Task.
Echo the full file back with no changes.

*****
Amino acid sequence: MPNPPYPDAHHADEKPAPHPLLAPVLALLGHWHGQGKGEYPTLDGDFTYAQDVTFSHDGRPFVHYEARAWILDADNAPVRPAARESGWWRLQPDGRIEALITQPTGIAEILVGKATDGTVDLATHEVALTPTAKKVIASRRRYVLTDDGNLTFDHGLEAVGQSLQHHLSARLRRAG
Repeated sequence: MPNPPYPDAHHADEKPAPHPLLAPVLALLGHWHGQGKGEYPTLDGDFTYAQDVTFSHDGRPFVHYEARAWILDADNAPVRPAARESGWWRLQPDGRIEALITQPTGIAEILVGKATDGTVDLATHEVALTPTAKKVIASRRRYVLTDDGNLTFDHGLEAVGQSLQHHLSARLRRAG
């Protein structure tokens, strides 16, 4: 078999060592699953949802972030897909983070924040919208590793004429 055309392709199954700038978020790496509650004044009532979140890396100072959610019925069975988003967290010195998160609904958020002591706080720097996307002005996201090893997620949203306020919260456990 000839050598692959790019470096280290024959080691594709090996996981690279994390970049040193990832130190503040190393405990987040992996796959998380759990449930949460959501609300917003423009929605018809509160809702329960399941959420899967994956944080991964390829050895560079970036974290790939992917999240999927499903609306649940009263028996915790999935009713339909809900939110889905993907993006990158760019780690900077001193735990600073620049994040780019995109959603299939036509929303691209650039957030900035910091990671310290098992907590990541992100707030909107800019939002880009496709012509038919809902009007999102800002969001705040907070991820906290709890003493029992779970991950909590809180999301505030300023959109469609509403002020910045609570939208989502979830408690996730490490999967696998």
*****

Amino acid sequence: MPNPPYPDAHHADEKPAPHPLLAPVLALLGHWHGQGKGEYPTLDGDFTYAQDVTFSHDGRPFVHYEARAWILDADNAPVRPAARESGWWRLQPDGRIEALITQPTGIAEILVGKATDGTVDLATHEVALTPTAKKVIASRRRYVLTDDGNLTFDHGLEAVGQSLQHHLSARLRRAG
Repeated sequence: MPNPPYPDAHHADEKPAPHPLLAPVLALLGHWHGQGKGEYPTLDGDFTYAQDVTFSHDGRPFVHYEARAWILDADNAPVRPAARESGWWRLQPDGRIEALITQPTGIAEILVGKATDGTVDLATHEVALTPTAKKVIASRRRYVLTDDGNLTFDHGLEAVGQSLQHHLSARLRRAG
């Protein structure tokens, strides 16, 4: 078999060592699953949802972030897909983070924040919208590793004429 055309392709199954700038978020790496509650004044009532979140890396100072959610019925069975988003967290010195998160609904958020002591706080720097996307002005996201090893997620949203306020919260456990 000839050598692959790019470096280290024959080691594709090996996981690279994390970049040193990832130190503040190393405990987040992996796959998380759990449930949460959501609300917003423009929605018809509160809702329960399941959420899967994956944080991964390829050895560079970036974290790939992917999240999927499903609306649940009263028996915790999935009713339909809900939110889905993907993006990158760019780690900077001193735990600073620049994040780019995109959603299939036509929303691209650039957030900035910091990671310290098992907590990541992100707030909107800019939002880009496709012509038919809902009007999102800002969001705040907070991820906290709890003493029992779970991950909590809180999301505030300023959109469609509403002020910045609570939208989502979830408690996730490490999967696998």